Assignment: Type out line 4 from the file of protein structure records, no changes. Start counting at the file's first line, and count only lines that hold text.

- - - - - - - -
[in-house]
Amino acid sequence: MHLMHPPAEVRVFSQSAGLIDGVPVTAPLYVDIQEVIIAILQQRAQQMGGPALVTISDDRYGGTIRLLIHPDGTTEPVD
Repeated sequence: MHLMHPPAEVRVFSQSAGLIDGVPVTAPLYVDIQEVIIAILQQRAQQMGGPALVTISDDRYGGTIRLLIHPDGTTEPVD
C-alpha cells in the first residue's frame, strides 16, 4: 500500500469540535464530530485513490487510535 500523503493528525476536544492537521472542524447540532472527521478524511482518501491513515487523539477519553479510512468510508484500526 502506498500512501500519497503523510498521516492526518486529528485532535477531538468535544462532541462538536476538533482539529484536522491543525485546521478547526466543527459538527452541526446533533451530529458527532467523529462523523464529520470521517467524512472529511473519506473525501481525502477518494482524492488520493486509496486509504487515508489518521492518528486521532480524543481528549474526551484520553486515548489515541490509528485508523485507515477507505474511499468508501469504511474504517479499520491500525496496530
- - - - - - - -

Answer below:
C-alpha cells in the first residue's frame, strides 16, 4: 500500500469540535464530530485513490487510535 500523503493528525476536544492537521472542524447540532472527521478524511482518501491513515487523539477519553479510512468510508484500526 502506498500512501500519497503523510498521516492526518486529528485532535477531538468535544462532541462538536476538533482539529484536522491543525485546521478547526466543527459538527452541526446533533451530529458527532467523529462523523464529520470521517467524512472529511473519506473525501481525502477518494482524492488520493486509496486509504487515508489518521492518528486521532480524543481528549474526551484520553486515548489515541490509528485508523485507515477507505474511499468508501469504511474504517479499520491500525496496530